Contributions to Retirement Accounts
A Q&A with a financial expert.
Q: How much can I contribute to my IRA and 401(k) in 2017?
A: The contribution limits aren’t changing in 2017. You’ll still be able to contribute up to $18,000 to a 401(k), 403(b), 457 or Thrift Savings Plan. If you’re 50 or older anytime in 2017, you can also make a catch-up contribution of up to $6,000, bringing the total to $24,000.
The IRA contribution limits remain the same for 2017, too: $5,500, plus an extra $1,000 catch-up contribution if you’re 50 or older.
The income limits to qualify to make Roth IRA contributions are increasing very slightly — by $1,000 for single filers and $2,000 for married couples filing jointly. If you’re a single filer, you’ll be able to contribute the full amount to a Roth IRA in 2017 if your adjusted gross income is less than $118,000, and the contribution amount phases out completely if you earn more than $133,000. Joint filers can contribute the full amount if their income is less than $186,000 in 2017, with the contribution amount phasing out completely if they earn more than $196,000.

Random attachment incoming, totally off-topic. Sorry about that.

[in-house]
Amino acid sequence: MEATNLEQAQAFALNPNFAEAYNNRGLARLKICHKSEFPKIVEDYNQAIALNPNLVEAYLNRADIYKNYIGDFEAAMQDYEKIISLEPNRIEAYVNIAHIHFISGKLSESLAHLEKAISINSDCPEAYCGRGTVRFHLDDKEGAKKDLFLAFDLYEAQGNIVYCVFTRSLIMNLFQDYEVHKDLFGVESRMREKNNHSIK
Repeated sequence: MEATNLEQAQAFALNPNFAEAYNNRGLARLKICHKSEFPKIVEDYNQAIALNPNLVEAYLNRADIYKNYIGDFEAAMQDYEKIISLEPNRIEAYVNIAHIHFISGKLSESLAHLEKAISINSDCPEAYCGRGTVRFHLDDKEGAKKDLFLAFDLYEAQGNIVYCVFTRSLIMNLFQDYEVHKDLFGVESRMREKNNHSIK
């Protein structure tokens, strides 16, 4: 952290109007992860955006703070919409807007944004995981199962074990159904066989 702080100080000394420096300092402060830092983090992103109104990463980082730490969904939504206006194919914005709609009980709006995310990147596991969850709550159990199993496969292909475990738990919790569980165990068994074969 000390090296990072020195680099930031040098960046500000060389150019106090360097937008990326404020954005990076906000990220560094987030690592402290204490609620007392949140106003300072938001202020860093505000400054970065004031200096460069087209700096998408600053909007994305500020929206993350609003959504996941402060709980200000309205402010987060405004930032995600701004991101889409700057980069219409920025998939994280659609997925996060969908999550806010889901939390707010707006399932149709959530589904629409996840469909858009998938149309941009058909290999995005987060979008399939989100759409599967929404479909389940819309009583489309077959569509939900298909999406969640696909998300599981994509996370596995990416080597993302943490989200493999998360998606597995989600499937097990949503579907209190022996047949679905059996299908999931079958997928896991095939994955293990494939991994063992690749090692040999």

The income limits to qualify for the retirement savers’ tax credit are also rising by a very small amount. To be eligible for the credit, income must be less than $31,000 for single filers, $46,500 for heads of household or $62,000 for married couples filing jointly in 2017. The credit can be worth up to $1,000 per person, or up to $2,000 for married couples, with the size of the credit based on income and the amount of money contributed to a retirement-savings plan, such as a 401(k) or IRA. The lower your income, the larger the credit. If your income is just below the cutoff, the credit is worth up to $200 per person or $400 for a married couple.
Kimberly Lankford is a contributing editor to Kiplinger’s Personal Finance magazine. Send your questions and comments to firstname.lastname@example.org. And for more on this and similar money topics, visit Kiplinger.com.
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